24 February 2016

Five things to take away from the Nevada Republican caucuses


The results are in from the Nevada Republican caucus last night. Fresh from his win in the South Carolina Primary, where he won all 50 of the state’s delegates, it seems that Donald Trump and Making America Great Again is what the people want: he clinched 45.9% of the votes, an easy win. Florida Senator Marco Rubio came in second, more than 20 points behind, with 23.9% of the votes. Ted Cruz managed to salvage some dignity and blustered his way into a very close third, securing 21.4%, in a caucus race that was marred by accusations of his dirty politicking.

Rounding up the candidates, Ben Carson and John Kasich finished fourth and fifth respectively. It seems that it will be only a matter of time before they announce their resignations from the race. Kasich has already frustrated GOP leaders by his constant refusal to drop out from the race. Overall the tone of the caucuses echoed the anti-establishment sentiment consistently blaring out from Team Trump. Many voters opted to show their anger by backing Trump.

What happens in Vegas doesn’t always stay in Vegas: here are five articles to get you up to date with the results from the Nevada caucuses:

1. GOP Nevada caucuses bear little similarity to Iowa’s, Reid J. Epstein, Washington Wire

A short piece that offers voter opinions and an explanation of the caucus process in Nevada:

“In Iowa, the GOP caucuses begin with speeches touting each candidate, neighbors trying to convince neighbors to back their choice. In Nevada, the caucuses look more like a primary, except one run by volunteers where people vote while sitting at three-foot diameter tables spread across a high school cafeteria.”

While voter opinion varied, the mood throughout the night was decidedly anti-establishment.

2. Rubio endorsement spree may be too late, Anna Palmer and Eli Stokols, Politico

The Republican establishment has finally fallen in love with Marco Rubio, but it may be too late.

It’s interesting that the GOP establishment have thrown their support behind a candidate who has yet to win a primary. It would seem that the groundswell of support for Rubio follows increasingly urgent calls to stop Trump from gaining more delegates. Unfortunately for Rubio, anti-establishment sentiment is at an all-time high, and the endorsements could end up having the opposite effect on Rubio’s campaign.

3. It’s Trump’s race to lose, Russell Berman, The Atlantic

With so much support already behind him, Trump is the only one with everything to lose.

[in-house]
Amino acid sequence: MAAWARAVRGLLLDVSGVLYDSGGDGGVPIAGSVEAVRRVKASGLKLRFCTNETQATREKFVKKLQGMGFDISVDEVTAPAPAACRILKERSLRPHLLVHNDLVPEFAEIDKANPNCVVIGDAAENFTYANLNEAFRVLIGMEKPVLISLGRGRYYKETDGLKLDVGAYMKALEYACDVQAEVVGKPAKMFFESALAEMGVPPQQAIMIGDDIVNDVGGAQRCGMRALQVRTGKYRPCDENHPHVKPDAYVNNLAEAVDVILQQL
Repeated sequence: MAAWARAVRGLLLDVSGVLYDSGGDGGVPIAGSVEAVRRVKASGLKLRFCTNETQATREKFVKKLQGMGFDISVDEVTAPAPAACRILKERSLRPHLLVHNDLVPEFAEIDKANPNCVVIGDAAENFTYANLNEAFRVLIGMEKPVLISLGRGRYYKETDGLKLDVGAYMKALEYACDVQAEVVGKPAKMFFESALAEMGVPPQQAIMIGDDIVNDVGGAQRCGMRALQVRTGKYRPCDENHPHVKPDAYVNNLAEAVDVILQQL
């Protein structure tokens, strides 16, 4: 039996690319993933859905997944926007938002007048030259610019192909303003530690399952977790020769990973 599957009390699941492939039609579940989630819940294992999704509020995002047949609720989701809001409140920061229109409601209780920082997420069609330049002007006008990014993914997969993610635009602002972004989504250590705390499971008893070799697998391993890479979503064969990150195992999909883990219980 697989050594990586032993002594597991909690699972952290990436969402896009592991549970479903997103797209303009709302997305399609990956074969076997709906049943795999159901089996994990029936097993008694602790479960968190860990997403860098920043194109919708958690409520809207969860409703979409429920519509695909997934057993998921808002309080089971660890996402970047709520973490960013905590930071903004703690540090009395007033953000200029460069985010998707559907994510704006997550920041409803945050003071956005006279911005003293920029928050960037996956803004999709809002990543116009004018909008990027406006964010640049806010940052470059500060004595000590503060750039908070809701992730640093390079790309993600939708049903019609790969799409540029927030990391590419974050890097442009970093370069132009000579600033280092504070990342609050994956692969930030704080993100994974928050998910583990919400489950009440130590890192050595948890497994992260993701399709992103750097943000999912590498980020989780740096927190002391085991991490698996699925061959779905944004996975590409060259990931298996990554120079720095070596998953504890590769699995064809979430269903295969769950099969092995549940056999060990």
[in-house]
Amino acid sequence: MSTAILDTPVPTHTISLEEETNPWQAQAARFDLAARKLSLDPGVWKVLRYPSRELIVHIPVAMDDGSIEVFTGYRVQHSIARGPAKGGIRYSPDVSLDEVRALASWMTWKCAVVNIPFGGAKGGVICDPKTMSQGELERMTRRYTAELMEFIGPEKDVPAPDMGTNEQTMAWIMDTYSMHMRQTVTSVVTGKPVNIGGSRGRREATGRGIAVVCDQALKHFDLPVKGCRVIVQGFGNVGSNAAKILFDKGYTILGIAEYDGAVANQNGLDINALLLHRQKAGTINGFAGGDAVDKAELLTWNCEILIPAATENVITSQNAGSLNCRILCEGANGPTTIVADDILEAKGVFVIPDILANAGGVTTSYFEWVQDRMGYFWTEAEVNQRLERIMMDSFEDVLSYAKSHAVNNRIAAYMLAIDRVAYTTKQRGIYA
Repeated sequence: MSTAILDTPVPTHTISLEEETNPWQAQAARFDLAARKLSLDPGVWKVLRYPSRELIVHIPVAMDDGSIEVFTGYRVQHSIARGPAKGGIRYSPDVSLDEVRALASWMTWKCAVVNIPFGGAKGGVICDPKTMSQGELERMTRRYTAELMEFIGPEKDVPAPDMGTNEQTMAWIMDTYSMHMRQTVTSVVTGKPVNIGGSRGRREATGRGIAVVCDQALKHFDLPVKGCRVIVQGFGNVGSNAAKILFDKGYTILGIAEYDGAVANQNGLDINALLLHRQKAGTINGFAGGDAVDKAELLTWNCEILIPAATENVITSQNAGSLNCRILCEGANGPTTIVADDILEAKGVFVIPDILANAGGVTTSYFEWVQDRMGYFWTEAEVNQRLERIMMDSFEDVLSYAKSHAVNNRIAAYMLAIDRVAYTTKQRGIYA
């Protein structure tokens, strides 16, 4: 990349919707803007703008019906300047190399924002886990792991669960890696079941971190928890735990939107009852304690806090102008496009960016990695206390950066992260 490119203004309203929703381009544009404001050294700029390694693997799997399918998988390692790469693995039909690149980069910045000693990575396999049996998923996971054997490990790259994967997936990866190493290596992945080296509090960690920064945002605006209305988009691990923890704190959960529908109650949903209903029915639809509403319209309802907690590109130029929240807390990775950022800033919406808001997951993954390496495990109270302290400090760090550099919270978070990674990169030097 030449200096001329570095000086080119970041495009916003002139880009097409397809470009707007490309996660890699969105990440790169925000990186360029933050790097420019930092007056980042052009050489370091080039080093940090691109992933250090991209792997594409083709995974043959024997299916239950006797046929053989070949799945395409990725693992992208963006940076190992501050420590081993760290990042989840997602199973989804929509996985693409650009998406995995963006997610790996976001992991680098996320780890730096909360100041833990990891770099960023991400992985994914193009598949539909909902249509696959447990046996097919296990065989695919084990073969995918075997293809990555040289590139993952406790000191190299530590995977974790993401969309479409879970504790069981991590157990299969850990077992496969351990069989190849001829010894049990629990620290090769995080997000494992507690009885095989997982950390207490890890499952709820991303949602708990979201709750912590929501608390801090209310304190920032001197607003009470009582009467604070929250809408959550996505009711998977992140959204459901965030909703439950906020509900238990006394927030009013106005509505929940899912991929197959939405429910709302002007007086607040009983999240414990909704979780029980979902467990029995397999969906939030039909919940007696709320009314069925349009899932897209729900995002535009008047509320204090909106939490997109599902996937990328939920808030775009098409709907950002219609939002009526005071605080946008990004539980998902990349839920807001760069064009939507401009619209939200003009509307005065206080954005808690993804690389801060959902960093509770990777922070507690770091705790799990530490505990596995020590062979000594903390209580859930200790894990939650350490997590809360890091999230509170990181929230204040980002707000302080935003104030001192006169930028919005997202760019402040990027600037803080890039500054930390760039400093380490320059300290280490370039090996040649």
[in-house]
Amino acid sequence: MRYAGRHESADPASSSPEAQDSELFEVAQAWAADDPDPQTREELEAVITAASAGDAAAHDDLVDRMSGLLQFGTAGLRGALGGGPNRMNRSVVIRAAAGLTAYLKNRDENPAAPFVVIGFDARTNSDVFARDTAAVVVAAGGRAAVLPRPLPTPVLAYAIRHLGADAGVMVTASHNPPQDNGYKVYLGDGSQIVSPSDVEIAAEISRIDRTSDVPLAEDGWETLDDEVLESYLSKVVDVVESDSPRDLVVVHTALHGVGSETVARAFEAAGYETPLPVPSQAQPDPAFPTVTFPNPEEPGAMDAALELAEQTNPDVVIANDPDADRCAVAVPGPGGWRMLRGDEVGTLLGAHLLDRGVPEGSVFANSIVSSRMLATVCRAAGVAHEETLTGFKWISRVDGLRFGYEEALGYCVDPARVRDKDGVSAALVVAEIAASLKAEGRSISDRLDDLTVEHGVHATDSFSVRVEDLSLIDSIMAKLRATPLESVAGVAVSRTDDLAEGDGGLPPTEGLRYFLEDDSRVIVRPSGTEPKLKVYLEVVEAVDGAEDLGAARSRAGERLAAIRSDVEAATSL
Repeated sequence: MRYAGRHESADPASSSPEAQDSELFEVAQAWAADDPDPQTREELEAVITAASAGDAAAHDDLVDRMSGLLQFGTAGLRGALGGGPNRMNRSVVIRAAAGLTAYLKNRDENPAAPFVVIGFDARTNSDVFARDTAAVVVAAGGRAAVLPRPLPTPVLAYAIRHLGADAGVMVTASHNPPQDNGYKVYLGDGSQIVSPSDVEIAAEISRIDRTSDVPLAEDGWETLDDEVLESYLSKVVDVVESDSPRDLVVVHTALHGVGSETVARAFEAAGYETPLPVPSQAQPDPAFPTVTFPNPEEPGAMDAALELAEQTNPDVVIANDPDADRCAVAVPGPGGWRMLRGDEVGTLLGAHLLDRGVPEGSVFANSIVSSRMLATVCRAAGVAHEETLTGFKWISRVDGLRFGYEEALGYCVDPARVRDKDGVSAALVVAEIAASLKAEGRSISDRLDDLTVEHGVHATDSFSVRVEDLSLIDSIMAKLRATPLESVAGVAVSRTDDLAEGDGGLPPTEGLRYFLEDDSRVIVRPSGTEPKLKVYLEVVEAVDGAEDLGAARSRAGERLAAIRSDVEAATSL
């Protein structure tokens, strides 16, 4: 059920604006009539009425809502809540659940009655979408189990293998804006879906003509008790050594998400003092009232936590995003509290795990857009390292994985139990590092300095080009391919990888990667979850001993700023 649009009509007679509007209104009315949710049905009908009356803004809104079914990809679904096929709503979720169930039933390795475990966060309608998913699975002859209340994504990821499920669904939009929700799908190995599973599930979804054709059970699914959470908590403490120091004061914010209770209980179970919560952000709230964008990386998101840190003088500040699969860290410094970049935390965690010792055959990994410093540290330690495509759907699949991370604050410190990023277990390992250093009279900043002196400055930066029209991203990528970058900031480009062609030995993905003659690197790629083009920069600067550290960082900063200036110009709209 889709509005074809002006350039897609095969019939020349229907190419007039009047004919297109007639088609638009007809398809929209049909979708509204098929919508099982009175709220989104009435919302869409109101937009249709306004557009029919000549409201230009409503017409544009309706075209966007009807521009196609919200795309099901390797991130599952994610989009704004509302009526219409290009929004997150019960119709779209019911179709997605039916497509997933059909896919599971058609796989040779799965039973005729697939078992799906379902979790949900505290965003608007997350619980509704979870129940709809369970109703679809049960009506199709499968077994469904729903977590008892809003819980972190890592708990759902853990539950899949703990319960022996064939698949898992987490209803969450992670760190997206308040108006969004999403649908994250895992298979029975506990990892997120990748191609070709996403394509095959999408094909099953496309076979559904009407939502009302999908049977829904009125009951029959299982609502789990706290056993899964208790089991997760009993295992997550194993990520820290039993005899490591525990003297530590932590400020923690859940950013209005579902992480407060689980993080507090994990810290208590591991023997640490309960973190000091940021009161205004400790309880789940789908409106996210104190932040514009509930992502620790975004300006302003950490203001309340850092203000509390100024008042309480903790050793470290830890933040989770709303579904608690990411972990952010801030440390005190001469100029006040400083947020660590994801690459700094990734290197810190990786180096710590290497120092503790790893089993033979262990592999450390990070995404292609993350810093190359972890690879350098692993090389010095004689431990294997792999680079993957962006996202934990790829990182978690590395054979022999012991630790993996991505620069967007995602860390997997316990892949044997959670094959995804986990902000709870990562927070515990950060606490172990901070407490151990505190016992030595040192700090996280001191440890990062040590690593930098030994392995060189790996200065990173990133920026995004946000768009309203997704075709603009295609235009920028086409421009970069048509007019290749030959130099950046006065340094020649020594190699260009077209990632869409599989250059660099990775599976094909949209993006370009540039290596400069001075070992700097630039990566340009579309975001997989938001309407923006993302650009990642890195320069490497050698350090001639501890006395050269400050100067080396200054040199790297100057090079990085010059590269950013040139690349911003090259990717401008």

“Following similarly dominant wins in New Hampshire and South Carolina, the Nevada victory gives Trump a head of steam going into the dozen states that hold primaries and caucuses next week on Super Tuesday. Polls show Trump leading many of those races, and the only event standing in his way is a Republican debate on Thursday night in Texas.”

4. If Trump can convincingly win Thursday night’s debate and stoke the anti-establishment fires the Republican nomination could very well be his. Trump romps home in Nevada caucuses, The Japan Times 

Angry rhetoric for the angry masses is a winning combination:

“Six in 10 caucus-goers said they were angry with the way the government is working, and Trump got about half of those angry voters, according to preliminary results of an entrance poll.”

It seems that it will be an uphill battle for Trump’s rivals, if they want to put an end to the Trump juggernaut. While only 30 delegates were at stake in the Silver State, it appeared that his belligerent blustering served him well.

5. “I love the poorly educated” – Read Donald Trump’s full victory speech, Quartz 

Quartz did everyone a favour and wrote a transcript of Trump’s victory speech where he thanked everyone, from Hispanics, to the poorly educated. He loves everyone.  And he’s still going to get the Mexicans to build his wall.

We won with young. We won with old. We won with highly educated. We won with poorly educated. I love the poorly educated. We’re the smartest people, we’re the most loyal people, and you know what I’m happy about? Because I’ve been saying it for a long time. 46% were the Hispanics—46%, number one with Hispanics. I’m really happy about that.”

Coming up next week is Super Tuesday, on the 1st of March when 11 states will be holding their primaries. It remains to be seen if the angry mood that ruled in Nevada will prevail in other states, and if that will be enough to propel Trump to presidential candidacy.

Wei Tien Sng is a CapX contributor.